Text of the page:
Davanni's and Dairy Queen are trying out a new machine that offers more than 100 varieties of Coke products.
At a Dairy Queen in Edina, Ryan Noah got some instructions from Coke representative Eric Saari about the new Coca-Cola Freestyle machine that can dispense 125 types of drinks. “It’s awesome,” Noah said. Fast-food folks are hoping that the array of choices will draw more customers.
Yes, orange and raspberry versions of Coca-Cola actually exist. They're available with more than 100 other Coke offerings on a newfangled, high-tech soda fountain that landed recently at eight Twin Cities restaurants.
Minneapolis-St. Paul is among the latest markets for Coca-Cola's gradual rollout of its Freestyle beverage dispenser, and Dairy Queen and Davanni's are both eager guinea pigs. They've respectively deployed three and five of the machines in the past week or so.
The new dispensers are an expensive proposition for restaurants compared with conventional soda dispensers, which usually serve eight beverages. But Dairy Queen and Davanni's say Freestyle holds great promise to increase customer traffic, and thus boost sales of beverages and food, particularly to the fast-food industry's bread-and-butter -- youth.
"It has a great appeal to the younger crowd," said Mick Stenson, president and co-owner of Davanni's, a pizza and hot hoagie restaurant that has Freestyle in St. Paul, Roseville, Richfield, Edina and Eden Prairie -- almost a quarter of its locations. Stenson's main marketing forum for Freestyle is Facebook and other social media.
The machine has a sleek look. At its center is a computer screen that's dotted with icons for various Coke brands -- both carbonated and uncarbonated -- including Sprite, Barq's, Fanta, Vault, Powerade, Hi-C and Minute Maid.
Customers touch an icon and are greeted with a second set of icons for myriad iterations of each brand: Vanilla Coke, Sprite with grape, Minute Maid Cherry Lemonade, etc. Push the second icon and a beverage pours from the machine's lone spout. Thousands of drink combinations can be made with more strokes on the screen.
Freestyle's variety is possible because it blends a drink in the machine itself, instead of relying on premixed beverages like a traditional soda dispenser does.
"You can mix anything, and that's really the secret of it," said John Gainor, chief executive of Edina-based International Dairy Queen, which is owned by Warren Buffett's Berkshire Hathaway Inc. "It's all about customization."
Beverage innovation has become increasingly important in the fast-food business in recent years. An extensive drink selection has been a key ingredient in the growth of drive-in chain Sonic Corp. Meanwhile, fast-food kingpin McDonald's has pumped millions of dollars into a beverage offensive that includes smoothies, frappes and hot and iced coffee drinks.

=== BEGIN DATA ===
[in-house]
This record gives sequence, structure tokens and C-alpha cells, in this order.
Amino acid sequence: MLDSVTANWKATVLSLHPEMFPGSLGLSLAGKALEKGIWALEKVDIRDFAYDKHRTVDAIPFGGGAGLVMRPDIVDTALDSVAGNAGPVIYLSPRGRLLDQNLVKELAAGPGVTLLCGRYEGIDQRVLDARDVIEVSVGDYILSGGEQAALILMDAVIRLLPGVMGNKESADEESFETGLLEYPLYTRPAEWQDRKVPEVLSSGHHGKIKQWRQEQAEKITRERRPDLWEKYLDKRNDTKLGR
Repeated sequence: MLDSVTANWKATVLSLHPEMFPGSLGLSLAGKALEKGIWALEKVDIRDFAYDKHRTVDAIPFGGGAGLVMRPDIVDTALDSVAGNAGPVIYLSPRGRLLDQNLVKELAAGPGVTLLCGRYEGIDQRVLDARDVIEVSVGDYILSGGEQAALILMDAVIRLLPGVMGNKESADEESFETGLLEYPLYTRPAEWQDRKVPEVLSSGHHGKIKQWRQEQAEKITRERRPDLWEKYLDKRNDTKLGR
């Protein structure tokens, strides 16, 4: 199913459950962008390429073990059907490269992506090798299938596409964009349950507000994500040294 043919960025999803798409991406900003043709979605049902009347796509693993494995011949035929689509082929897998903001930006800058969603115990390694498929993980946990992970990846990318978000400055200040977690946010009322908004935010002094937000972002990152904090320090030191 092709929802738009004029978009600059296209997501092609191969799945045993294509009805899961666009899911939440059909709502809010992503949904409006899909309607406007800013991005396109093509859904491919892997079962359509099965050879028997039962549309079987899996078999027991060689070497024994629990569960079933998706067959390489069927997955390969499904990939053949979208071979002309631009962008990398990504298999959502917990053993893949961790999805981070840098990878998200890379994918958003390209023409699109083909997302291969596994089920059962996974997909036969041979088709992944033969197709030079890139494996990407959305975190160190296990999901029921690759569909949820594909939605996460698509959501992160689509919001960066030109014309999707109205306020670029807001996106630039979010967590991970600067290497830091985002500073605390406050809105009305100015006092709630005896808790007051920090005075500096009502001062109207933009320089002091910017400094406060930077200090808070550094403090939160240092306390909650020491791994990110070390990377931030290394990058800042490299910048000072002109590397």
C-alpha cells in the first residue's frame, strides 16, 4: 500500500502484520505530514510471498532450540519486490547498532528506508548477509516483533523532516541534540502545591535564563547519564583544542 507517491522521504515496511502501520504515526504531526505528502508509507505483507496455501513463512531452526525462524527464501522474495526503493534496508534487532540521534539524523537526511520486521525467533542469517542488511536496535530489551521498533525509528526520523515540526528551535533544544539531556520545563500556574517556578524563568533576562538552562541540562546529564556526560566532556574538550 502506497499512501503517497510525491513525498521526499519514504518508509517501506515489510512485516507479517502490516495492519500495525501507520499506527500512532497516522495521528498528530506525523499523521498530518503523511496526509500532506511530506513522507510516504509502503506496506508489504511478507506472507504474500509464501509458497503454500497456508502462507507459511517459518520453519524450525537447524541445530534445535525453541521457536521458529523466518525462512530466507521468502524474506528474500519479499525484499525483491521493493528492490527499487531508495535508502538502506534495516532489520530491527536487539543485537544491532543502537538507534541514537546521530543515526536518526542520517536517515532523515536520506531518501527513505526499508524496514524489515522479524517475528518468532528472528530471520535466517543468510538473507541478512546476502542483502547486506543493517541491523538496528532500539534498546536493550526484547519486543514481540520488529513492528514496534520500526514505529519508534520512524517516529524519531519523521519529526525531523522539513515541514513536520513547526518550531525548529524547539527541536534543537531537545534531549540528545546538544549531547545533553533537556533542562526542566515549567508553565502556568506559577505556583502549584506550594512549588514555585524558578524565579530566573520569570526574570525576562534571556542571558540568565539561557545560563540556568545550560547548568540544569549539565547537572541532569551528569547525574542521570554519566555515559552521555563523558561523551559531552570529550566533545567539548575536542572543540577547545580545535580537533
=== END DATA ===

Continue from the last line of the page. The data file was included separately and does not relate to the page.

Beverages are a key profit center for fast-food restaurants, allowing them to sell various food items at cut-rate prices. "Beverages are where the margins are," said Mac Brand, a restaurant consultant in Chicago with Bellwether Food Group.
Will it draw more customers?
For Atlanta-based beverage colossus Coca-Cola Co., an innovation like Freestyle could create a major competitive advantage. "It's potentially a big deal for Coke," said John Sicher, publisher of Beverage Digest.
Coke launched the machine in Atlanta and Southern California in 2009, but the rollout has gained momentum this year. At the end of 2010, Freestyle was available in 15 major markets; today that number is 51, and Coke expects it grow to 86 by the end of 2011. Coke has deployed 646 of the machines nationwide.
Dairy Queen has been awaiting Freestyle's arrival in the Twin Cities, where DQ will conduct its own market tests. The machine has been installed in Edina at one of its two corporate-owned restaurants. Two more Freestyles, one each in Eden Prairie and Plymouth, are up and running at restaurants owned by Dairy Queen's largest franchisee.
Whether the machine will spread to over 2,000 other U.S. Dairy Queen stores largely depends on whether it drives increased customer traffic into stores, Gainor said.
Coke leases Freestyle to restaurants, and the dispenser is a costly and complicated machine. Neither Coke nor restaurants would talk about costs, but the Atlanta Journal-Constitution reported that the machine and its ingredients can cost restaurants about 30 percent more than a regular soda dispenser.
Expense isn't the only challenge. Dairy Queen has a Freestyle machine dedicated to its drive-through, while Davanni's says it will take Freestyle orders for delivery. But with an order involving blends -- say Fanta grape with Diet Coke and Sprite -- customers must rely on someone else to get the mix right.
And while younger consumers may flock to Freestyle with its iPhone-like display, older consumers might wonder how a machine with just one spout and 125 options will pour them a simple Coke.
"The challenge with consumers is, they are going to have to learn how to use it," Brand said. "There will be a learning curve."
Mike Hughlett • 612-673-7003